Using a tomato plant support and growing tomatoes vertically is a great way to encourage healthy plants, reduce the spread of diseases, and maximize production. In my garden I use a combination of tomato supports like tomato cages, tomato towers, and tomato trellises. Read on to learn the many benefits of using tomato supports and the best types for vegetable gardeners.
The below information is featured on Savvy Gardening thanks to the sponsorship of Gardener’s Supply Company. Gardener’s Supply Company is an employee-owned company that designs and builds many types of tomato plant supports as well as other innovative garden products.
7 Reasons to use a tomato plant support
There are numerous benefits to staking tomato plants, but the bottom line is that getting them off the ground is the best way to promote plant health. When a tomato plant isn’t supported by a cage, trellis, or tomato tower, the weight of the growing branches and fruits eventually cause it to topple over and lay on top of the soil. Here are 7 reasons to use a tomato plant support:
- To maximize light exposure – When a tomato is laying on the ground, many of the leaves are hidden beneath the plant. This reduces photosynthesis. Supporting plants means they’re upright and fully exposed to the sun.
- To encourage better air circulation – Good air flow speeds up how quickly the foliage dries after rain or irrigation. That’s important because wet foliage promotes the spread of plant diseases like early blight.
- To reduce the occurrence of soil borne diseases – As noted above, wet foliage can increase transmission of soil borne diseases. Plus, having plants lying on the ground puts the foliage in direct contact with potential pathogens.
- To reduce the occurrence of pests – Supporting tomato plants can also minimize damage from insect pests and slugs. Why? They’re less accessible to pests that have to climb up the plant to nibble on the leaves or fruits.
- To make harvesting easier – It’s much easier to harvest fruits from supported tomato plants.
- To fit more plants into your growing space – Growing tomatoes vertically means you can space plants closer and fit more into a garden bed. Ideal in a small garden!
- It’s easier to prune staked tomatoes – I prune my indeterminate tomatoes to direct growth and maximize production. When plants are supported, it’s much easier to prune suckers.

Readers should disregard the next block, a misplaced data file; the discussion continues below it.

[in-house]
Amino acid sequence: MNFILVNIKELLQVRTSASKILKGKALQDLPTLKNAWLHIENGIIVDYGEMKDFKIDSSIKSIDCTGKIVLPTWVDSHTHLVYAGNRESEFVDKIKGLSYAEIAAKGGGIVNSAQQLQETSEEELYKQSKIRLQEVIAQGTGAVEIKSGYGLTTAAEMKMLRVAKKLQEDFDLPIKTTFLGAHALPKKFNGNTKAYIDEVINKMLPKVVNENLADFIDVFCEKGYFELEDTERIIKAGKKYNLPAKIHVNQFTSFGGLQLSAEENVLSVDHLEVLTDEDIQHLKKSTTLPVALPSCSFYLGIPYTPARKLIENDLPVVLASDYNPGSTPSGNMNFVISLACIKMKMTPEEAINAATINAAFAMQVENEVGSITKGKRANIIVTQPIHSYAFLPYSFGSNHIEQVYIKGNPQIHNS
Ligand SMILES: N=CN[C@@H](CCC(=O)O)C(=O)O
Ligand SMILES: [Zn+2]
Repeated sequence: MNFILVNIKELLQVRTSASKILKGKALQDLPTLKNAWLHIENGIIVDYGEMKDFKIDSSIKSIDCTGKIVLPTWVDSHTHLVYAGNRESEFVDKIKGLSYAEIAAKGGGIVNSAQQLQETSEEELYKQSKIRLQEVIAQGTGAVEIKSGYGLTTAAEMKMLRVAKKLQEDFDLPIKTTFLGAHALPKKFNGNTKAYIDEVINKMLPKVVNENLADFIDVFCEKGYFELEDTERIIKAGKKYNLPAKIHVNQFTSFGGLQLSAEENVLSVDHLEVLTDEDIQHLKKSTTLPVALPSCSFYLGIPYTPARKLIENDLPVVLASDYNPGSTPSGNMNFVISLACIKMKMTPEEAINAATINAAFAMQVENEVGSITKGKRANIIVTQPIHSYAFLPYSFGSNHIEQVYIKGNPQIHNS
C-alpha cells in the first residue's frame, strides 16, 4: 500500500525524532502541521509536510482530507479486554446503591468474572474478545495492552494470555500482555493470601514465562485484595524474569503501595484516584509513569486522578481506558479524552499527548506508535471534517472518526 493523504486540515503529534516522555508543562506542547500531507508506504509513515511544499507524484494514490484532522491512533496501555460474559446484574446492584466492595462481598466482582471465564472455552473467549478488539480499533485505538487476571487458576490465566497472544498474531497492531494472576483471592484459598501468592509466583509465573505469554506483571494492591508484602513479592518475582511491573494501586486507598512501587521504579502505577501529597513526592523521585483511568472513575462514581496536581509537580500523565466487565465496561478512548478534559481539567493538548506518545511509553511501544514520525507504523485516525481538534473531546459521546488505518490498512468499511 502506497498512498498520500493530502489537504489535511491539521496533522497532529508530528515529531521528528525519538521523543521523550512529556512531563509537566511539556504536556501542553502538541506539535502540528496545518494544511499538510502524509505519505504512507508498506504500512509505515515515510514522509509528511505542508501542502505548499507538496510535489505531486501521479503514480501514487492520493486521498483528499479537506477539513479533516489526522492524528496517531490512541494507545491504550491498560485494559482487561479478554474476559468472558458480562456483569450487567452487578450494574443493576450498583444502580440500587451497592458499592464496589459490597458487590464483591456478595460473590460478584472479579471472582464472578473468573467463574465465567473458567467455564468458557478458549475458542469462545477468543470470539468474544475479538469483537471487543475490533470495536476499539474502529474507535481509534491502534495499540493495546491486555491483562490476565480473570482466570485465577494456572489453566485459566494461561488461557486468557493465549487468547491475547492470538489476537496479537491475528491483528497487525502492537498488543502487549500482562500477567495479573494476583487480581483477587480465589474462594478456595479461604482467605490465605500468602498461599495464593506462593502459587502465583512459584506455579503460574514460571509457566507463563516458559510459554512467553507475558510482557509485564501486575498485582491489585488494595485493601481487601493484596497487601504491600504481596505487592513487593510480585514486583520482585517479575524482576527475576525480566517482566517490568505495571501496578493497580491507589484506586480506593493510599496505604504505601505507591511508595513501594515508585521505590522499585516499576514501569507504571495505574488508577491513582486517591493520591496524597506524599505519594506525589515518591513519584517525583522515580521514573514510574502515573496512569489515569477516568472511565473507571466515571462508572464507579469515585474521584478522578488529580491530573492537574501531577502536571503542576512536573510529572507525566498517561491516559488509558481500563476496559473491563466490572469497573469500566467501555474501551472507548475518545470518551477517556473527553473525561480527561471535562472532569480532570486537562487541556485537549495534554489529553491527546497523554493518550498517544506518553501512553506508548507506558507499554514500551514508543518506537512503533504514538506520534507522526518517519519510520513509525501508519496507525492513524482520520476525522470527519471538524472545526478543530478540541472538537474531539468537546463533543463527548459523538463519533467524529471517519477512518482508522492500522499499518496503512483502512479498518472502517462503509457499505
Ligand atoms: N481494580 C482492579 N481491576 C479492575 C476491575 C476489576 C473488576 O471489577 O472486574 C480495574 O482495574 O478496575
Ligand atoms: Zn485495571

Which types of tomatoes need to be staked?
There are two types of tomato plants: determinate and indeterminate. Determinate, or bush, plants grow to a certain, pre-determined height and then set their flowers at the tips of the branches. The fruits all ripen around the same time. That’s ideal if you want to make a big batch of sauce, salsa, or can your tomatoes. Most determinate varieties grow 3 to 4 feet tall, although there are some that are super compact and only grow a foot or two tall. Indeterminate, or vining, tomato varieties form large plants, often 7 feet tall! This serious growth requires serious support. They produce their flowers and fruits on lateral shoots and continue to produce tomatoes from mid-summer until frost.
Which types of tomatoes should you stake? I stake both my determinate and indeterminate varieties because there are so many benefits to supporting tomato plants (see above). That said, the supports I use differ between the two types of plants. Below I detail the various types of tomato supports and the best ones to use for indeterminate and determinate tomatoes.
Tomato plant support options for the vegetable garden
When it comes to tomato supports, gardeners have many options. Popular choices include tomato cages, stakes, towers, and trellises.
Traditionally, wire tomato cages are used to support tomato plants. That said, many wire cages are flimsy and not tall or strong enough to support the height and weight of a mature tomato plant. This is particularly true for vigorous indeterminate tomato plants. Cages are best used for compact tomato varieties that only grow 3 to 4 feet tall. Use cages for both garden and container-grown tomato plants.
To ensure success, look for heavy-duty tomato cages like the Gardener’s Vertex Lifetime Tomato Cage, which is lightweight and durable, made from rust-proof aluminum. The cage is 18 inches in diameter and 43 1/2 inches tall (33 3/4 inches tall when installed). This is a stylish support and adds visual appeal to the garden. The innovative design means you can set it up around young seedlings or well established plants. Plus, it folds flat for easy storage.
Provide superior support to garden tomatoes with Titan Tall Tomato Cages. These self-staking, steel-cored supports come in a set of three and easily keep vigorous indeterminate tomato plants off the ground. They measure 80 inches tall and 19 1/2 inches in diameter, and the large grid makes tending plants and harvesting fruits a snap!